There is detailed evidence showing intrusions of a Democratic Party funding group is linked to Russian hackers, two separate firms say
Two U.S. cyber-security firms say that their analysis of computer breaches at the Democratic Party's funding group for congressional candidates shows detailed evidence that the intrusions were likely linked to Russian hackers.
The two U.S. companies said in separate posts today that internet domains and registrants used in the breach of computers used by the Democratic Congressional Campaign Committee, or DCCC, tie back to a Russian hacking group linked to that nation's intelligence services. That same hacking group, known as "Fancy Bear," was previously connected to the June cyber breach at the Democratic National Committee.
Both firms, Fidelis Cybersecurity and ThreatConnect, said the hackers created a fake internet DCCC donation site. The registrant for the fake DCCC site was linked back to other web domains used by "Fancy Bear."
The revelation of the DCCC hack happened only a week after more than 19,000 internal Democratic National Committee emails were leaked by WikiLeaks. It is believed WikiLeaks obtained the emails from Russian computer hackers. U.S. officials believe that people working for the Russian government are behind the original hack.
A U.S. intelligence official told CBS News last week that the signature of the DCCC breach is Russian and the U.S. government has identified methods and techniques used by Russia in past hacks that mirror those used in the DNC incursion. Another U.S. official told CBS News that the Obama administration believes Russian state actors are behind the leak, confirming the hackers "left all kinds of fingerprints."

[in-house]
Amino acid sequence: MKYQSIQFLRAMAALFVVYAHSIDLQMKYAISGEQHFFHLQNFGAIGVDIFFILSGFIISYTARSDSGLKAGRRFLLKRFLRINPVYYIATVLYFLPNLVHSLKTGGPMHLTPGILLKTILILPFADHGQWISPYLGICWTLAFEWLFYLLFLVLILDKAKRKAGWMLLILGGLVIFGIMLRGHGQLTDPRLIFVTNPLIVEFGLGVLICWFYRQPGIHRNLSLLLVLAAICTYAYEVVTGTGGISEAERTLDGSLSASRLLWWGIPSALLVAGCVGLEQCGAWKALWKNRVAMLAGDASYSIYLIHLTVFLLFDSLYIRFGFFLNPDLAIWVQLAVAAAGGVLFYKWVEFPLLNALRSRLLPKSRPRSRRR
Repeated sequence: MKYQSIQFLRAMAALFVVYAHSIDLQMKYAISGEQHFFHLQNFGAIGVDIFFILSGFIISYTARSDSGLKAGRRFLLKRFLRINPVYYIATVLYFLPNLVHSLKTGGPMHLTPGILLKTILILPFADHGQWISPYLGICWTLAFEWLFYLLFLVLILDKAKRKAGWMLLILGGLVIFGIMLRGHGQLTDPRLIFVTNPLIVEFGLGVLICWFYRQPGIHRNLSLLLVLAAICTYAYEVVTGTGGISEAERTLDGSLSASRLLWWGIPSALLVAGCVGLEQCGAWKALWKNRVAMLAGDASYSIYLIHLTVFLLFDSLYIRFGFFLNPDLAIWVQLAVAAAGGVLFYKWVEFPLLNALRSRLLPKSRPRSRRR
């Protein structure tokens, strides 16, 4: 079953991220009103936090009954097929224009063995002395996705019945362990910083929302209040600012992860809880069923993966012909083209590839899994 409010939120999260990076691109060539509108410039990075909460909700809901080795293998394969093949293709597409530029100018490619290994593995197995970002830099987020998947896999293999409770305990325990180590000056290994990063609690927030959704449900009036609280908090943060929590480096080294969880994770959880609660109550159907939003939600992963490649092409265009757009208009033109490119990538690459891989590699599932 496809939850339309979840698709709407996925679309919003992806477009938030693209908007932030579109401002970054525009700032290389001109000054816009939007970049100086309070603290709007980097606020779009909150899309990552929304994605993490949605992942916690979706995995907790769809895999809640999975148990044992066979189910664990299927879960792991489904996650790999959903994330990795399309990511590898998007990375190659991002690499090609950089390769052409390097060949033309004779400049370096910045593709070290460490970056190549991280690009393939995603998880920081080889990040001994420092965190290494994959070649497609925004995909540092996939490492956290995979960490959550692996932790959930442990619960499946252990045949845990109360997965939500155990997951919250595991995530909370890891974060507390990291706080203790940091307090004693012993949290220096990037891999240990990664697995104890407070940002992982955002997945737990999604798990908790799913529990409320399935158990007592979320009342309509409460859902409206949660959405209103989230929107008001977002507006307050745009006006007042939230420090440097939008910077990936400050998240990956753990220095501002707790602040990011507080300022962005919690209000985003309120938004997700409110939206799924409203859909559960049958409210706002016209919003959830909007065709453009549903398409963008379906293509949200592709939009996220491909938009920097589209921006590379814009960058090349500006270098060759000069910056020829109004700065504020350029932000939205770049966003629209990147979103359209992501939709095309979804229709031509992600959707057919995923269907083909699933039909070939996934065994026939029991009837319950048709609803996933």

The FBI confirmed that it is investigating the incident at the DNC.
Hillary Clinton campaign officials have suggested that Russia breached the network at the DNC in order to influence the U.S. presidential election in favor of Donald Trump. While President Obama declined to speculate on the motivations, he told NBC News that "anything's possible."
Meanwhile, during a press conference, Trump invited Russia to try and track down 30,000 emails that Clinton deleted from her time as secretary of state, although he later said his remark was meant to be sarcastic.
"Everybody's being hacked, OK?" Trump has said in response to criticism of his invitation to Moscow to hack away. "They have no idea who's doing it. They have no idea who's doing it."
He also repeatedly claimed that he has "nothing to do with Russia" including having no financial relationship, though he's still refusing to release his tax returns to prove it. CBS News' Julianna Goldman reported Friday, however, that Trump's connections to Russia and to President Vladimir Putin go back years and he has been trying to bring his brand to Moscow for decades.